N: What if, I mean, what if? What if I… What if I have it in me to be great? What if the only thing that separates me from Ernest Hemingway is that he never had to choose? He… He… He just gave himself permission to do whatever the fuck he wanted in the name of his work and he didn’t care who he made suffer. And he blew out his brains at 60.

P: Well, what does that mean?

N:  You tell me.

P: It’s one minute to three, Noah.

N: Is it?

P: But before we stop, I’d like to return to where we were at the start of the session. You have some questions to answer with Alison.  Are you ready to tell her your divorce is finalized? And do you actually want to move forward with your second marriage?

N: I know I want to be a good husband, I want to be… I want to be a good partner and a good father, and I love having a family, um, and a home and people who depend on me, but I know that in my gut. But I also want to go to France, and… for two years, and fuck whoever and feel alive again, and write a great novel. What I do not want is to be dishonest. I tried that and I hate myself for it. I…if there’s one thing I could change, I do not want to lie…to myself or anyone else.

P: I think that’s admirable, Noah.

N: I really do.

P: And we’re at time.


Nostalghia di Tarkovskij

“Я так и знал, что вы сегодня не уедете голос какого предка говорит во мне: я не могу примерить свои мысли с моим телом? Вот почему я не могу быть всегда одним и тем же в один миг. Я могу ощутить бесконечное  множество явлений. Истинное зло нашего времени состоит в том, что не осталось больше великих учителей. Мы должны вслушиваться в голоса, которые лишь кажутся нам бесполезными. Нужно, чтобы наш мозг, загаженный канализацией школьной рутиной, страховкой снова отозвался на гудение насекомых. Надо, чтобы наши глаза, уши, все мы напитались тем, что лежит у истоков великой мечты. Кто-то должен воскликнуть что мы построим пирамиды и неважно, если потом мы их не построим. Нужно пробудить желания. Мы должны во все стороны растягивать нашу душу словно это полотно, растягиваемое до бесконечности. Если вы хотите, чтобы жизнь не пресекалась мы должны взяться за руки, мы должны смешаться между собой: так называемые здоровые и так называемы больные Эй, вы, здоровые? Что значит ваше здоровье? Глаза всего человечества устремлены на водоворот в который нас всех вот-вот затянет. Кому нужна свобода если вам не хватает мужества взглянуть в наши глаза, есть, пить и спать вместе с нами? Только так называемые здоровые люди довели мир до грани катастрофы Человек, выслушай меня. Тебе – вода огонь и еще пепел и кости в пепле, кости и пепел. Где я, если я не в реальности и не в своем воображении. Я заключаю новый договор с миром. Да, воссияет солнце ночью и падет снег в августе. Великое – недолговечно. Только малое имеет продолжение. Люди должны вернуться к единству, а не оставаться разъединенными. Достаточно присмотреться к природе,чтобы понять, что жизнь проста и нужно лишь вернуться туда, где вы вступили на ложный путь. Нужно вернуться к истокам жизни и стараться не замутить воду. Что же это за мир,если сумасшедший кричит что вы должны стыдиться самих себя? Воздух так легок. Да, кружиться вокруг твоей головы и становится прозрачней, когда ты улыбаешься.”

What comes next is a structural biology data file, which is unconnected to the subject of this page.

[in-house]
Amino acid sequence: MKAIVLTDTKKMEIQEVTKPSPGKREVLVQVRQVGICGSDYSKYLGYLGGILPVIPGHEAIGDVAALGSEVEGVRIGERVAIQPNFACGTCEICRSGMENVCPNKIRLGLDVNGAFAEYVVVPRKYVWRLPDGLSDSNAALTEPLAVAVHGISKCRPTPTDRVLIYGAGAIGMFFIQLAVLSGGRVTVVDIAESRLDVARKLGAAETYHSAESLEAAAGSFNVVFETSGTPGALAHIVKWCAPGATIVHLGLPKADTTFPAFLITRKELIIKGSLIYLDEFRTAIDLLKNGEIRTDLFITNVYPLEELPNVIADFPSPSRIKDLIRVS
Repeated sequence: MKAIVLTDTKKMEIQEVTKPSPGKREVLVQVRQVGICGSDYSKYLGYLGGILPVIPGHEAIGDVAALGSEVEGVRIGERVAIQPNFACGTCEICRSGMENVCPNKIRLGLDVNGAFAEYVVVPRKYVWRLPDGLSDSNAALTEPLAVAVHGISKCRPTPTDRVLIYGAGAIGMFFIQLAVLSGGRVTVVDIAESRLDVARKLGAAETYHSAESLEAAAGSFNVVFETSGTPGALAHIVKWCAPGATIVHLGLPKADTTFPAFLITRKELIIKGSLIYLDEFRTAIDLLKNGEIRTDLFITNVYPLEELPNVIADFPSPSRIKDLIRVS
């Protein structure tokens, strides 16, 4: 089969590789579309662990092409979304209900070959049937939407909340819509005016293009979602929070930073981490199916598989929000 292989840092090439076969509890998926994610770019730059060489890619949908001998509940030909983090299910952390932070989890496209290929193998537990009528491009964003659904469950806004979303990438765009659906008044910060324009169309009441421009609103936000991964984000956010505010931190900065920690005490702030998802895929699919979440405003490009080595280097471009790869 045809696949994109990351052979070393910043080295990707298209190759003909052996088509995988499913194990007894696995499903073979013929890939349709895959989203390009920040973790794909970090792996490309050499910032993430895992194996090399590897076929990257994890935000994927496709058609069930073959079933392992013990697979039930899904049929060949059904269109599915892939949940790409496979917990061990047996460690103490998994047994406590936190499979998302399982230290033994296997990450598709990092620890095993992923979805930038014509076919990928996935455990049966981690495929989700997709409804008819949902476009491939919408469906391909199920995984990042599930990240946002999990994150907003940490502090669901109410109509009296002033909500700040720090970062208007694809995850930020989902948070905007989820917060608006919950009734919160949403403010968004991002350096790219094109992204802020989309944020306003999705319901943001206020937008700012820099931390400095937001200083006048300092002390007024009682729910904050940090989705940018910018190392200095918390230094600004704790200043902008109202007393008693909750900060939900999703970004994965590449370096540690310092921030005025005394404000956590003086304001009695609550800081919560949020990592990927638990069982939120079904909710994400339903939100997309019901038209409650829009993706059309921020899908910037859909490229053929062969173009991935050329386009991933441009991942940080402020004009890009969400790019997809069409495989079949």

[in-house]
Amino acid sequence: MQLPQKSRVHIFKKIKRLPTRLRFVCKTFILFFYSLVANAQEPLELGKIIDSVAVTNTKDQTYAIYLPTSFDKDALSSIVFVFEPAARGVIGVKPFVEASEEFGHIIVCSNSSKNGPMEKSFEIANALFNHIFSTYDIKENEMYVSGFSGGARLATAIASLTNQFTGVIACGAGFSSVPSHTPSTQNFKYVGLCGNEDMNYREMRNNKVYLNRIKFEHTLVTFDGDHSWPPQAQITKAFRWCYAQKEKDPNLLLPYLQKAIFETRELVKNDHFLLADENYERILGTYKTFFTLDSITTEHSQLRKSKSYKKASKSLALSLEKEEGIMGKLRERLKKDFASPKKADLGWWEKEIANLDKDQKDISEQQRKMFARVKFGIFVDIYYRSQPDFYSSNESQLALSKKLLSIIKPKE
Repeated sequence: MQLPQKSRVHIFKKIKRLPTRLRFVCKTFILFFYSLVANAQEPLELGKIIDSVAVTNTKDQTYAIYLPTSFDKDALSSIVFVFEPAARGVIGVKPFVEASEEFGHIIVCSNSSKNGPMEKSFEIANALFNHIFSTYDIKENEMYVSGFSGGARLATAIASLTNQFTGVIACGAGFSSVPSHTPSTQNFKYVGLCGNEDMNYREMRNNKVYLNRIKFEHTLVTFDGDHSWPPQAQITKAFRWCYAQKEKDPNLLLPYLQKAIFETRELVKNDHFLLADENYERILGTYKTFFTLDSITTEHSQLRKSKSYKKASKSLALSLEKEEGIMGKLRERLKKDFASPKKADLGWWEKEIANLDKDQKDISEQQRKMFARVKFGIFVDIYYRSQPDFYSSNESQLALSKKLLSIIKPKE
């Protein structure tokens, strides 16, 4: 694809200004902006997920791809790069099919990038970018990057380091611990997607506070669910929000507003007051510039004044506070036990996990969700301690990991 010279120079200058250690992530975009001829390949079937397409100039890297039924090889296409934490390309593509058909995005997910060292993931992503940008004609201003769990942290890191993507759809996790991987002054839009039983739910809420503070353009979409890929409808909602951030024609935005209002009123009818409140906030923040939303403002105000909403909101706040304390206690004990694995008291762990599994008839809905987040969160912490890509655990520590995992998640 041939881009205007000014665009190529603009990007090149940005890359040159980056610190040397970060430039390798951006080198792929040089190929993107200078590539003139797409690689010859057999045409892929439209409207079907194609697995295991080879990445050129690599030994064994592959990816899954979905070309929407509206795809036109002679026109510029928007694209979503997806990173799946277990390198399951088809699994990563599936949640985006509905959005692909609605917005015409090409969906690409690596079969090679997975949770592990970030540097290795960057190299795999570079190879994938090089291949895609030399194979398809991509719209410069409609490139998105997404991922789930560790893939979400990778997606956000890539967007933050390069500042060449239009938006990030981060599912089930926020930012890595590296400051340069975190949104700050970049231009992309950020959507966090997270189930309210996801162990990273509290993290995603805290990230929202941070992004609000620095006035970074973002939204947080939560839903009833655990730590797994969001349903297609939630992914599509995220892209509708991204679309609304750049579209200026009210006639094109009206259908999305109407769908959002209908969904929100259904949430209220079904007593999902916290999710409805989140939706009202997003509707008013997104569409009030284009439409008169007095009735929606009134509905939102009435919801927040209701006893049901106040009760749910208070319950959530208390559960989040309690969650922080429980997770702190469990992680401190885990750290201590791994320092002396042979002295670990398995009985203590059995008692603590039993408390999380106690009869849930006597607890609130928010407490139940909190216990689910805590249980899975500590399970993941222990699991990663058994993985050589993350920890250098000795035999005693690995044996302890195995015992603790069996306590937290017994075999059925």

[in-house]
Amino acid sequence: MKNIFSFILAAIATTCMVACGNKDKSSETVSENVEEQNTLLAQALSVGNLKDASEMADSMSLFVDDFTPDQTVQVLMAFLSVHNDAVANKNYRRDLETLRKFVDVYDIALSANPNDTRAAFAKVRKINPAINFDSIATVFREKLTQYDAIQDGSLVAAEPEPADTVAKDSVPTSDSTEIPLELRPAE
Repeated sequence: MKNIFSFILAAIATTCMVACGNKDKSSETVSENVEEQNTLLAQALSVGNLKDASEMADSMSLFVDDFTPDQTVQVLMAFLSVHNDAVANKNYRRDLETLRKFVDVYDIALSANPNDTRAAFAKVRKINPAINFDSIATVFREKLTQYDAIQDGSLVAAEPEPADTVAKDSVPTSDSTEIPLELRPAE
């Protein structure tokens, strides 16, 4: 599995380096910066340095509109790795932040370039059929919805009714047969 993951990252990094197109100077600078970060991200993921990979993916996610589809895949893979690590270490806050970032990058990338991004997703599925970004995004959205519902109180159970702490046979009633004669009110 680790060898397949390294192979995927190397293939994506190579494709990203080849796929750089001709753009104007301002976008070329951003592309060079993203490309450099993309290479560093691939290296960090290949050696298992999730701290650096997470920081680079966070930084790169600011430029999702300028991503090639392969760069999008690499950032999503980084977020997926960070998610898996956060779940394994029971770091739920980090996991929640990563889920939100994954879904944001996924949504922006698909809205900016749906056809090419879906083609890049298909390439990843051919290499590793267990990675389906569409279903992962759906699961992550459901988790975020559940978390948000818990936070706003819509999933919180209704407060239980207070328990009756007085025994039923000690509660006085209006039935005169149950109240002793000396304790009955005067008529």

Self-reliance by Emerson

He who travels to be amused, or to get somewhat which he does not carry, travels away from himself, and grows old even in youth among old things. Travelling is a fool’s paradise. Our first journeys discover to us the indifference of places. But the rage of travelling is a symptom of a deeper unsoundness affecting the whole intellectual action. The intellect is vagabond, and our system of education fosters restlessness. However, our minds travel when our bodies are forced to stay at home.

Die Kultur, die per definitionem keinem Zweck dient, steht nun endlich im Dienst der so genannten Unternehmenskultur. Das stinkt von vornherein zum Himmel, denn es gibt keinen größeren Kulturverächter als das Unternehmen; Unternehmenskultur ist folglich ein Oxymoron, eine Stilform, die zwei Wörter zusammenfügt, welche absolut nichts gemeinsam haben.

Solange alles gut läuft, ist die Unternehmenskultur sehr nützlich für das Management, weil sie ein künstliches Identitäts- und Zugehörigkeitsgefühl schafft; wenn alles schief geht, gilt als archaisches Relikt, das Veränderungen im Wege steht.

Sollte das Unternehmen uns belügen, wenn es ein ums andere Mal von “Menschen, dem größten Reichtum des Unternehmens” spricht? Der Satz ist beunruhigend, schon Stalin benutzte ihn. Bedeutet das, dass der Mensch real umso mehr erniedrigt wird, je mehr man ihn idealisiert? Denn das Unternehmen nimmt und wirft weg nach Bedarf.

Corinne Maier-Die Entdeckung der Faulheit

On Grief and Reason 

But perhaps our greater value and greater function are to be unwitting embodiments of the disheartening idea that a freed man is not a free man, that liberation is just a means to attain freedom and is not synonymous with it. This highlights the extent of the damage that can be done to the species, and we can feel prouf of playing this role. However, if we wan to play a bigger role, the role of a free man, then we should be capable of accepting – or at least imitating – the manner in which a free man fails. A free man, when he fails, blames nobody.

Joseph Brodsky